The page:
The O hAodha sept located in Corca Laoidhe - i.e. the south-western part of Co. Cork - is the only one which is called O'Hea in English and this form is invariable in that area. The O'Heas were chiefs of Pobble O'Hea in Carbery, Co. Cork who were seated at Aghamilla (Aghimilly) in Kilgarriff parish. There was an inquisition in April of 1639 into the lands of Thaddeus O'Hea (The O'Hea), of Aghimilly, where he held castle, mill and lands. He also held lands of Ballydurane, Carhue, Creague, Derryduff and Kilruane. He died in 1637. Thaddeus O'Hea was his son and heir.
O'Heerin mentions the O'Heas, thus:

O'Hea, the bestower of cattle,
Enjoys the wide-extending Muscraighe-Luachra;
The clan of the land of sweet songs,
Inhabit along the stream famed for salmon.

Various annals record that Brian O'Hea, erenagh of the Egles Beg of Clonmacnoise, died, 986. Murray O'Hea, lord of Muscry-Luachra, died, 1009. Flan O'Hea, successor of St. Enda of Ara, died, 1110. Felix O'Hea, a Cistercian monk, was appointed to the See of Lismore, on the death of Giolla-Chriost (or Christian) O'Conarchy, in 1179; he died in 1217, and was interred in the church of St. Carthach, at Lismore.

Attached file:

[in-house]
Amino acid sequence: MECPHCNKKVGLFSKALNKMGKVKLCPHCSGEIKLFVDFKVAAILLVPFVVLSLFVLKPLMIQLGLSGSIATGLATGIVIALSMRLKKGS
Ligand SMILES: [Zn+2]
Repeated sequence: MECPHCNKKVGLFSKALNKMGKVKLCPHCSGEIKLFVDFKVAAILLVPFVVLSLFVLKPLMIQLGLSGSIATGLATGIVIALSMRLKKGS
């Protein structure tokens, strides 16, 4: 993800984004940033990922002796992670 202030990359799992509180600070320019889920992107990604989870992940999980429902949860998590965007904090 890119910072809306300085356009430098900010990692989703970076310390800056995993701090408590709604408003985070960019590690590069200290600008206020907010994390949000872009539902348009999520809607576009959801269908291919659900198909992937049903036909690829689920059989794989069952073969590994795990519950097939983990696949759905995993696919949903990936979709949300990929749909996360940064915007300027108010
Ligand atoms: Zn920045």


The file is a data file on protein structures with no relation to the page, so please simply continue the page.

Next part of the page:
Timoleague is the burial place of the Carbery O'Heas, where a monument has been erected over their tomb. The confiscations of the 17th century led to the loss of lands and power of this Irish family as they did elsewhere. The 1659 census finds several of the name, with John O'Hea and his son as tituladoes in Timeleague. The family is found with several of the name in Kilbrittain, East & West Carbery, Barrymore, and in Orrery and Kilmore in that census. The branch of the family at Kilkeran held lands and title as Protestants when other lines of the family had lost all holdings.

Murrough O'Hea was Bishop of Cork in 1205, and Maurice O'Hea was Bishop of Ross in 1559. In Co. Cork only is the name found in directories today (apart from a few migrants to Dublin). John Fergus O'Hea (1850-1912), artist and cartoonist, was a Cork man, and Captain William O'Hea, an officer in Nicholas Browne's infantry in King James the Second's army, was of Aghamilly Castle in Pobble O'Hea, a district retained by the sept under the overlordship of the Barrys.